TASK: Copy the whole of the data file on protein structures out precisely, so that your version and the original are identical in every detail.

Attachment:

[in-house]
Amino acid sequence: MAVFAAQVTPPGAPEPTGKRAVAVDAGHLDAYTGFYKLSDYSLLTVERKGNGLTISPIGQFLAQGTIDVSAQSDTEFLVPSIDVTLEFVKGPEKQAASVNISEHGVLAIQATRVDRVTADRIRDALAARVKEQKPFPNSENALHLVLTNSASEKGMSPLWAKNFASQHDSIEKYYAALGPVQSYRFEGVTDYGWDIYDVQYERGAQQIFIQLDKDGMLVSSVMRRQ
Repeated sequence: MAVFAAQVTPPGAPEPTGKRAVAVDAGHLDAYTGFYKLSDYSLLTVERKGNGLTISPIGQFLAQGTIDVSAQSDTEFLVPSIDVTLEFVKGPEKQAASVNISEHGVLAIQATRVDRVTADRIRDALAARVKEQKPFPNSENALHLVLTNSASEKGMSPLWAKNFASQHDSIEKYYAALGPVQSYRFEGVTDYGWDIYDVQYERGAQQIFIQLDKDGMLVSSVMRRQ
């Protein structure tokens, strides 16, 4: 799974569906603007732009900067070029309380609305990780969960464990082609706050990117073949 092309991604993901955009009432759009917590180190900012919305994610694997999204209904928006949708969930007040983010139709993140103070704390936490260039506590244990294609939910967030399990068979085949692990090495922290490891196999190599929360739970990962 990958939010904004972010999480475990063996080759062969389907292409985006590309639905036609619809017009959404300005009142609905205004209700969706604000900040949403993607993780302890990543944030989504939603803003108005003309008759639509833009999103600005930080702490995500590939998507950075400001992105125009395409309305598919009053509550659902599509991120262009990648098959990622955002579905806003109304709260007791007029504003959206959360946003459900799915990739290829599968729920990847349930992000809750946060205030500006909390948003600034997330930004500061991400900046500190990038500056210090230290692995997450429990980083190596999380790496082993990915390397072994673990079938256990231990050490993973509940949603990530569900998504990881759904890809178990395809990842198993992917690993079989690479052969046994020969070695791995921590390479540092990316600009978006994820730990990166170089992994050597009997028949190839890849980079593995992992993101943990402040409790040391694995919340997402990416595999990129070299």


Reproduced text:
[in-house]
Amino acid sequence: MAVFAAQVTPPGAPEPTGKRAVAVDAGHLDAYTGFYKLSDYSLLTVERKGNGLTISPIGQFLAQGTIDVSAQSDTEFLVPSIDVTLEFVKGPEKQAASVNISEHGVLAIQATRVDRVTADRIRDALAARVKEQKPFPNSENALHLVLTNSASEKGMSPLWAKNFASQHDSIEKYYAALGPVQSYRFEGVTDYGWDIYDVQYERGAQQIFIQLDKDGMLVSSVMRRQ
Repeated sequence: MAVFAAQVTPPGAPEPTGKRAVAVDAGHLDAYTGFYKLSDYSLLTVERKGNGLTISPIGQFLAQGTIDVSAQSDTEFLVPSIDVTLEFVKGPEKQAASVNISEHGVLAIQATRVDRVTADRIRDALAARVKEQKPFPNSENALHLVLTNSASEKGMSPLWAKNFASQHDSIEKYYAALGPVQSYRFEGVTDYGWDIYDVQYERGAQQIFIQLDKDGMLVSSVMRRQ
């Protein structure tokens, strides 16, 4: 799974569906603007732009900067070029309380609305990780969960464990082609706050990117073949 092309991604993901955009009432759009917590180190900012919305994610694997999204209904928006949708969930007040983010139709993140103070704390936490260039506590244990294609939910967030399990068979085949692990090495922290490891196999190599929360739970990962 990958939010904004972010999480475990063996080759062969389907292409985006590309639905036609619809017009959404300005009142609905205004209700969706604000900040949403993607993780302890990543944030989504939603803003108005003309008759639509833009999103600005930080702490995500590939998507950075400001992105125009395409309305598919009053509550659902599509991120262009990648098959990622955002579905806003109304709260007791007029504003959206959360946003459900799915990739290829599968729920990847349930992000809750946060205030500006909390948003600034997330930004500061991400900046500190990038500056210090230290692995997450429990980083190596999380790496082993990915390397072994673990079938256990231990050490993973509940949603990530569900998504990881759904890809178990395809990842198993992917690993079989690479052969046994020969070695791995921590390479540092990316600009978006994820730990990166170089992994050597009997028949190839890849980079593995992992993101943990402040409790040391694995919340997402990416595999990129070299």